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Emanuel Tweaks Ethics Ordinance

By Ted Cox | November 16, 2012 10:48am | Updated on November 20, 2012 11:19am
 Mayor Emanuel delivered a new ethics ordinance to the City Council on Thursday.
Mayor Emanuel delivered a new ethics ordinance to the City Council on Thursday.
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DNAinfo/Ted Cox

CHICAGO — Mayor Emanuel introduced what he called "the second installment of reform" on ethics by proposing a new ordinance Thursday.

"While the ink on this budget was not even dry yet," he said of the 2013 budget passed the same day, he moved forward on additional proposals made by the Ethics Reform Task Force he appointed a year ago.

The new ordinance clarifies the roles of the inspector generals, Law Department and Ethics Board, clearing delineating that "the IG ... investigates, the Law Department prosecutes ... and the board, based on a hearing officer's recommendation, imposes fines or recommends discipline."

The Better Government Association had pressed for the changes, especially with the recent appointment of Emanuel's entirely new Ethics Board.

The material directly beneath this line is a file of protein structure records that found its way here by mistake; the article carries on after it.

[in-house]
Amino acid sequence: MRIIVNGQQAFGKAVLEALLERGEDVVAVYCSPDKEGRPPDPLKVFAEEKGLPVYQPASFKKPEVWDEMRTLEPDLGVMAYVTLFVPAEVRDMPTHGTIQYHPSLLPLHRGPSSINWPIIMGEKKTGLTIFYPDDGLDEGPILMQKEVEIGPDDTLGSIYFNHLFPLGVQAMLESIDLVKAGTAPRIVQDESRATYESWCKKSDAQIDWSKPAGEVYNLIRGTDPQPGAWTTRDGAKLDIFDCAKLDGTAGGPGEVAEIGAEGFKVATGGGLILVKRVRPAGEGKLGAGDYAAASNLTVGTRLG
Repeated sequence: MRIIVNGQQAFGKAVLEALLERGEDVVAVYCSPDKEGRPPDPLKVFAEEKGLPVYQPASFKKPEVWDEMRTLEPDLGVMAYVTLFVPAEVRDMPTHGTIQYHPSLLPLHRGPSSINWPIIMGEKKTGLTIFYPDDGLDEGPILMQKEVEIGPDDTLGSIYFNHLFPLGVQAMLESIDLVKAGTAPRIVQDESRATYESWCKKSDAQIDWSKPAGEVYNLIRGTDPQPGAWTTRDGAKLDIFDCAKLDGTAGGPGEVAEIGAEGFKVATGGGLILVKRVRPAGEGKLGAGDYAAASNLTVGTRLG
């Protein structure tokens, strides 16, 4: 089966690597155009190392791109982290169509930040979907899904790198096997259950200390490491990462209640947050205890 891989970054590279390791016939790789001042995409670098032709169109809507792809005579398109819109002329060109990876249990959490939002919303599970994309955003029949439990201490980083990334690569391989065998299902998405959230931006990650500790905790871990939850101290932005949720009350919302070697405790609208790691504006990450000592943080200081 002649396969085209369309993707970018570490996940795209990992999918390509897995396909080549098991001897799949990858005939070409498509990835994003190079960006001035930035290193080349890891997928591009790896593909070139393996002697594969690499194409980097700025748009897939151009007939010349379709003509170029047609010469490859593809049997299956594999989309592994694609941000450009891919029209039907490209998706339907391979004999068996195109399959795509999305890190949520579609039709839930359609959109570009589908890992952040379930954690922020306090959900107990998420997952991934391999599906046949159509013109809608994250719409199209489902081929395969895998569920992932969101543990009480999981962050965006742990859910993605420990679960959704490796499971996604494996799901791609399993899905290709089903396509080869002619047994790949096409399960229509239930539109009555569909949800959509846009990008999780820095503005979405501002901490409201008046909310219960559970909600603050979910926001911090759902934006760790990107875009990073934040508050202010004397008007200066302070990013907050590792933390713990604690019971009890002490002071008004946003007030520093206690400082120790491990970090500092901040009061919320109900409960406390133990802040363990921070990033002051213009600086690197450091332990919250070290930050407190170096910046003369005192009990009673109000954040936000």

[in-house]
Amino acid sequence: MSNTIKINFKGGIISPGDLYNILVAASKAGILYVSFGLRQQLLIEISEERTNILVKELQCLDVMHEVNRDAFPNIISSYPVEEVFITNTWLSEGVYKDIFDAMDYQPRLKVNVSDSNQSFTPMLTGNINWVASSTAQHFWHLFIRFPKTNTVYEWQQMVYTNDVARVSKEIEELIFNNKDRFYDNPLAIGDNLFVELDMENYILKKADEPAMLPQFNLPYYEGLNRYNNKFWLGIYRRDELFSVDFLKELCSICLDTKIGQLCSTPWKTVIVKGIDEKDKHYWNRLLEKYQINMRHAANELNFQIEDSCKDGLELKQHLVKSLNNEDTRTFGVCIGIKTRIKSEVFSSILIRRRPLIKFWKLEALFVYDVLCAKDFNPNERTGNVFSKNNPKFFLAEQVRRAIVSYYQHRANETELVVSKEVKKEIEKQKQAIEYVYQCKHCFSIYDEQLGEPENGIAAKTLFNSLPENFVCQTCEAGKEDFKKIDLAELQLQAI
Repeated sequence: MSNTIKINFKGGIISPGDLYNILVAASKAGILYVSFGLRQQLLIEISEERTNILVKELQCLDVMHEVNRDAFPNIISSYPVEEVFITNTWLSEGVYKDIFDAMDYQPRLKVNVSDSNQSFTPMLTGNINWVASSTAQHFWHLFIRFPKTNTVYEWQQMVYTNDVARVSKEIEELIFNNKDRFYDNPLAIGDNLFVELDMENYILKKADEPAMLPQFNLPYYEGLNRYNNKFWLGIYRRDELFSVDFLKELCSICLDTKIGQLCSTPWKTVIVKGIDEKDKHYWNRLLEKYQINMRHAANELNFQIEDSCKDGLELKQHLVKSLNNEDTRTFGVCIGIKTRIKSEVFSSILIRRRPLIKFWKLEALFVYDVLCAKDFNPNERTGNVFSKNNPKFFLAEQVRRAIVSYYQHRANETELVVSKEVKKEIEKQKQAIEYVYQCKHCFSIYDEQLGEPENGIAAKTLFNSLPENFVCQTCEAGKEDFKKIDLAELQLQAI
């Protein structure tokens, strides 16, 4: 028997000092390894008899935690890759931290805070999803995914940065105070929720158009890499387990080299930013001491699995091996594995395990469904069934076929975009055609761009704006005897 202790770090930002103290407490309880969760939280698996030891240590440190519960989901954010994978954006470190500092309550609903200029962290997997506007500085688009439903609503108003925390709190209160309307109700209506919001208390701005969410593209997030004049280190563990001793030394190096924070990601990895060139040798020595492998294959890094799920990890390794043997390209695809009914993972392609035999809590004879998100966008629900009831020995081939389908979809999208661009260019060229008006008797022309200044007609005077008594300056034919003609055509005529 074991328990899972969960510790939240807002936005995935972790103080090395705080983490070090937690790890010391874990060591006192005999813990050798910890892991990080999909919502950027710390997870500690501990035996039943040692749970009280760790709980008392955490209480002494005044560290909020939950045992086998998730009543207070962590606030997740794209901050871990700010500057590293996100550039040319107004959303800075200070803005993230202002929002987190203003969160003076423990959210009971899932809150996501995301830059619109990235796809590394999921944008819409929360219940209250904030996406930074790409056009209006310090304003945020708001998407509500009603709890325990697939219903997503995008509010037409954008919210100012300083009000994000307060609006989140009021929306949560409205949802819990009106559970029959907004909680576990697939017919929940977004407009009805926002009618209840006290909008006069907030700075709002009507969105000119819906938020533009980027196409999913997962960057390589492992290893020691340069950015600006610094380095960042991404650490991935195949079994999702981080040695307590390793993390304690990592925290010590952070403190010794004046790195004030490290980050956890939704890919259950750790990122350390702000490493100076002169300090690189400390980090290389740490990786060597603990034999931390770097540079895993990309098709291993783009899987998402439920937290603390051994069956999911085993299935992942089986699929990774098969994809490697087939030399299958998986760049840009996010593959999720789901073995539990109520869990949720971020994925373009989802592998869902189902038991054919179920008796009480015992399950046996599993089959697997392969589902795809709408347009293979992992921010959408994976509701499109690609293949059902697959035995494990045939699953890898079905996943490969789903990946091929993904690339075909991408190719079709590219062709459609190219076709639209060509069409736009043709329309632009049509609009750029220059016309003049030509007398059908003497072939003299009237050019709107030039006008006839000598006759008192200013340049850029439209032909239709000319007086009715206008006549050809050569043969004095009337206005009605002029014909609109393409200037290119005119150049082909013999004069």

The ordinance would also allow anonymous complaints to be filed, and the Legislative IG would be allowed to initiate complaints. Currently, the LIG cannot initiative investigations, and complaints have to be signed and sworn.

The IG oversees all Chicago ethics violations, while the LIG focuses on the City Council.

"The ordinance being introduced today puts forward a structure for the investigation and enforcement of ethics violations that delineates roles, provides clarity to city employees and officials, and enhances the enforcement powers of Chicago's ethics institutions," said Task Force Chairman Cynthia Canary.

The ordinance also sets strict limits on investigations, creating a "zero-tolerance policy for those who knowingly submit false complaints." It also calls for subjects of investigations to be given notice at least 30 days prior to a probable-cause finding.

Aldermen raised issues about nuisance complaints and the lack of notice during budget hearings with IG Joseph Ferguson.

The new ethics ordinance would also impose a two-year ban on the IG seeking political office after leaving the job. The LIG is already under such a limit. It would also extend a two-year ban on lobbying to all aldermen and their staff after leaving their jobs.

Emanuel and Canary both emphasized that the new ethics ordinances were an attempt to correct Chicago's national stereotype for dirty dealing and politics.

"We have turned the page, and we have a different kind of background," Emanuel said.

"The task force believes that Chicago has both the ability and the desire to become a leader in municipal ethics," Canary said.

The new ordinance will be taken up for council approval next month.